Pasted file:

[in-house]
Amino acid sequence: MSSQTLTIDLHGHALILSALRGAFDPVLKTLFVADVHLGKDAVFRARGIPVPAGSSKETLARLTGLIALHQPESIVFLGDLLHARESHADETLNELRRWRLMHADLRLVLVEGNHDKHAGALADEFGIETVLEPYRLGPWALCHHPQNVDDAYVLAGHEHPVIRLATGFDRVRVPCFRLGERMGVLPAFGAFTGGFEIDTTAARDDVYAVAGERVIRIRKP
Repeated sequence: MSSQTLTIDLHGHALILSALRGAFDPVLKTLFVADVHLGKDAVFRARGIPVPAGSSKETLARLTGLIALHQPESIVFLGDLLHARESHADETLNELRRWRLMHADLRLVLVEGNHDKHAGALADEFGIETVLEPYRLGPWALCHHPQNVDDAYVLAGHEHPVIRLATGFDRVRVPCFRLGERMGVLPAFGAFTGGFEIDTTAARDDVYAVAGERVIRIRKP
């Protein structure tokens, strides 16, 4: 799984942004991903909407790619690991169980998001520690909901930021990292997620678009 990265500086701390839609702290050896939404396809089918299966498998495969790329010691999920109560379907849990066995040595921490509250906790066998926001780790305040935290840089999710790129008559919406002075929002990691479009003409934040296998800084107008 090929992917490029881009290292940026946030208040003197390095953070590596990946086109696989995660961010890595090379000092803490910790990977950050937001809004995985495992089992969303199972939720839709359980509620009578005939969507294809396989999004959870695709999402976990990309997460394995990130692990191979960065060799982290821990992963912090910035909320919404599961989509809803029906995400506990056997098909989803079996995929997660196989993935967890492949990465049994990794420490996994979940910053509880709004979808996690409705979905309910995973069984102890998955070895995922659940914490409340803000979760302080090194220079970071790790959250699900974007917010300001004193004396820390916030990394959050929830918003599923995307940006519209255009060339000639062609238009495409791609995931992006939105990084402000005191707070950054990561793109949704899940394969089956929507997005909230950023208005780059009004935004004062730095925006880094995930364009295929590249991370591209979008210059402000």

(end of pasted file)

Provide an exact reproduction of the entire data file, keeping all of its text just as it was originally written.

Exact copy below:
[in-house]
Amino acid sequence: MSSQTLTIDLHGHALILSALRGAFDPVLKTLFVADVHLGKDAVFRARGIPVPAGSSKETLARLTGLIALHQPESIVFLGDLLHARESHADETLNELRRWRLMHADLRLVLVEGNHDKHAGALADEFGIETVLEPYRLGPWALCHHPQNVDDAYVLAGHEHPVIRLATGFDRVRVPCFRLGERMGVLPAFGAFTGGFEIDTTAARDDVYAVAGERVIRIRKP
Repeated sequence: MSSQTLTIDLHGHALILSALRGAFDPVLKTLFVADVHLGKDAVFRARGIPVPAGSSKETLARLTGLIALHQPESIVFLGDLLHARESHADETLNELRRWRLMHADLRLVLVEGNHDKHAGALADEFGIETVLEPYRLGPWALCHHPQNVDDAYVLAGHEHPVIRLATGFDRVRVPCFRLGERMGVLPAFGAFTGGFEIDTTAARDDVYAVAGERVIRIRKP
């Protein structure tokens, strides 16, 4: 799984942004991903909407790619690991169980998001520690909901930021990292997620678009 990265500086701390839609702290050896939404396809089918299966498998495969790329010691999920109560379907849990066995040595921490509250906790066998926001780790305040935290840089999710790129008559919406002075929002990691479009003409934040296998800084107008 090929992917490029881009290292940026946030208040003197390095953070590596990946086109696989995660961010890595090379000092803490910790990977950050937001809004995985495992089992969303199972939720839709359980509620009578005939969507294809396989999004959870695709999402976990990309997460394995990130692990191979960065060799982290821990992963912090910035909320919404599961989509809803029906995400506990056997098909989803079996995929997660196989993935967890492949990465049994990794420490996994979940910053509880709004979808996690409705979905309910995973069984102890998955070895995922659940914490409340803000979760302080090194220079970071790790959250699900974007917010300001004193004396820390916030990394959050929830918003599923995307940006519209255009060339000639062609238009495409791609995931992006939105990084402000005191707070950054990561793109949704899940394969089956929507997005909230950023208005780059009004935004004062730095925006880094995930364009295929590249991370591209979008210059402000």